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jacking herself up on caffeine and her $690M deal
By Mark Maurer | March 01, 2016 10:00AM
Aliza Avital-Caplan, the under-the-radar broker who runs Emerald Equities NYC, has handled some of the largest multifamily investment sales deals in the city. In 2015, the 39-year-old Israeli native and her three-person team racked up $720 million in transactions, including the 24-building Caiola portfolio that Fairstead Capital and Blackstone Group bought for a massive $690 million. The transaction ranked as the city’s second-priciest multifamily deal of the year behind the $5.3 billion sale of Stuyvesant Town-Peter Cooper Village. Avital-Caplan, a one-time personal trainer for the Israeli Defense Force, moved to the city in 1999 with plans of being a professional dancer. But to pay the rent, she became a “Coyote Ugly”-esque bartender: “I brought in more cash than anyone else.” She then became an apprentice to real estate investor Debrah Lee Charatan, the estranged wife of real estate scion and accused murderer Robert Durst. In 2003, she joined Eastern Consolidated, where she worked until 2012, when she launched Emerald. She now lives in Trump World Tower in Midtown East with her husband, a gynecologist, and their 3-year-old daughter.
5 a.m. I start my day by giving my daughter Ronnie Philippa milk. She goes back to sleep for a couple of hours. Then I turn on CNBC and brew three or four shots of espresso.
6 a.m. I try to go to the gym in my building every other day. I run and use the stationary bike while listening to house music.
8 a.m. ach morning, in five-inch heels, I walk my daughter to the May Family Nursery School at Central Synagogue. Sometimes people stop me on the street and ask, “How do you walk in those heels?” I tell them, “Nice and easy.”
8:45 a.m. I get into the office [at 424 Madison Avenue]. Sometimes, though, I tour a building or take a buyer, seller or potential client to breakfast. I recently went to Casa Lever [in the Lever House on Park Avenue] with my client, investor Lisa Shalom of the Ohebshalom family. I mostly play with the food because it’s business and hard to do both. Also, I take walk-throughs, recently at some Upper West Side buildings and at a property on East 18th Street that’s now under contract for $15 million.
9:30 a.m. I plan out the calls I’ll make throughout the day with my assistant and use our espresso machine in the office to make another couple shots. At this point, I may have had a total of seven shots of espresso.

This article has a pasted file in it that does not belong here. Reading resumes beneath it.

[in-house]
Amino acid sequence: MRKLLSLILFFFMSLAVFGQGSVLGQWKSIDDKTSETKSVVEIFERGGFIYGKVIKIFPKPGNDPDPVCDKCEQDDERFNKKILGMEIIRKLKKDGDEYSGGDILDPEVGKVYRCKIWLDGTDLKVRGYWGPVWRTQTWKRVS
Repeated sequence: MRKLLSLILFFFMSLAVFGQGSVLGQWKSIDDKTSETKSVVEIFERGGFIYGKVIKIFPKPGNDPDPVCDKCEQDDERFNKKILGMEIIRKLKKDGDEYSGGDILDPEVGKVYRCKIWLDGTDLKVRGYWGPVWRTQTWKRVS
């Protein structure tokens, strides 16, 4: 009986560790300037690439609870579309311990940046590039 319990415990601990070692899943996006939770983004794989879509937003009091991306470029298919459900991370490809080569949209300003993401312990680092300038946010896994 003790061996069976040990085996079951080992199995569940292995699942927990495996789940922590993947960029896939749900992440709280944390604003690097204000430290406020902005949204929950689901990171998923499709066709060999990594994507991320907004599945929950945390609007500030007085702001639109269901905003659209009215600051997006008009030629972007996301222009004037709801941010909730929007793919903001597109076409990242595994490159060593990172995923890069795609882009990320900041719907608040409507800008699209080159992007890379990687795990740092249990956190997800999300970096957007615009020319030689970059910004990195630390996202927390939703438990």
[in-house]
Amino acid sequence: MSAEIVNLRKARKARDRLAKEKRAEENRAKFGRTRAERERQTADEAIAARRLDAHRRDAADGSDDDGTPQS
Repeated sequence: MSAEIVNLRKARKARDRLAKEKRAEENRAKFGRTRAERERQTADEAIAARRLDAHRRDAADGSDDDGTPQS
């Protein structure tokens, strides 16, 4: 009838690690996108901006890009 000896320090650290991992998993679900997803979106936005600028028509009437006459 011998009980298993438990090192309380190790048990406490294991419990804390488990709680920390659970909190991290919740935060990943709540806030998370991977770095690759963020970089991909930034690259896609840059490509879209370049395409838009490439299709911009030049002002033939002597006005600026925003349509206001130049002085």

10 a.m. For the next five hours or so, I make canvassing calls. My daily goal is to make 50 calls in which I speak to people, not just leave a message. I call owners of Manhattan multifamily buildings worth at least $50 million. The rest of my team calls about smaller deals. I have a list of 300 sellers who tend to respond with “yes,” “maybe” or “no.” I call every three months to see if maybe they changed their minds and want to sell. I recently called Rubin Schron, who is a long long-term seller but does buy. Most of our deals involve income-producing residential properties, such as rent-stabilized and rent-controlled buildings, condo conversions and sometimes development sites. I deal with nice but extremely difficult people because no one wants to sell real estate now.
1 p.m. I hate to break away from full-force canvassing mode for lunch. I really only eat breakfast and dinner, but I do nosh on meringue cookies.
3 p.m. Some members of the team join me in taking a double-shot of espresso, especially if I have to go out at night. It wakes me up. After hearing a lot of “no’s,” you wish you had a “yes.” This gives me a new wave of energy. I also drink Diet Coke all day.
4 p.m. On Tuesdays, I leave the office an hour early to make it to [the boutique gym] Barry’s Bootcamp in Chelsea. It’s an intense mix of running, sprints and leg exercises. After the class, I can’t walk or talk to anyone for, like, an hour. A driver takes me home. I’m planning to do the Spartan Race competition [an obstacle course race] in Arizona [in a few weeks], but I’m not sure I’m in that good shape yet. We also have a house in Pawling in Dutchess County, where a private yoga teacher comes over on the weekends.
5:30 p.m. My favorite time of the day is cooking at home with my daughter. I like to make tomato soup or cauliflower soup from scratch. When I cook for my office, I tend to make schnitzel or mac and cheese from scratch. My daughter and I have a routine: dinner and then we dance together. We dance to Israeli and Sephardic music, as well as “Sorry” by Justin Bieber. She is my No. 1 priority in life. Everybody’s been asking me if I’m having another baby and I say, “I’m one and done.”
7 p.m. I try to have plans twice a week, either dinner with my husband or drinks with my girlfriends. My husband and I might go to Il Postino, Sette Mezzo or the Baccarat hotel. My time with my girlfriends is very important. Most of them have real estate ties — one is the wife of Alfred Caiola. Debrah Lee Charatan is also a close friend and still my mentor. If I have a problem, she’s one of my two first calls. I don’t drink or smoke. My girlfriends drink, but I stick to sparkling water.
9 p.m. CNBC is on in my house 24/7. My husband likes to watch it all the time. It does impact my business because if the stock market drops, real estate prices will drop. It’s on in the bedroom and the living room. Even on the weekend, in my other house, it’s on three TVs.
10 p.m. To calm down, I shop online. I can look for shoes for hours. I recently bought Valentino boots, and I would like to buy another Birkin bag.
12:30 a.m. The time I fall asleep depends on how many coffees I had during the day. Sometimes I don’t sleep at all. If a deal I’m focusing on falls into trouble, I might be up all night two or three times that week.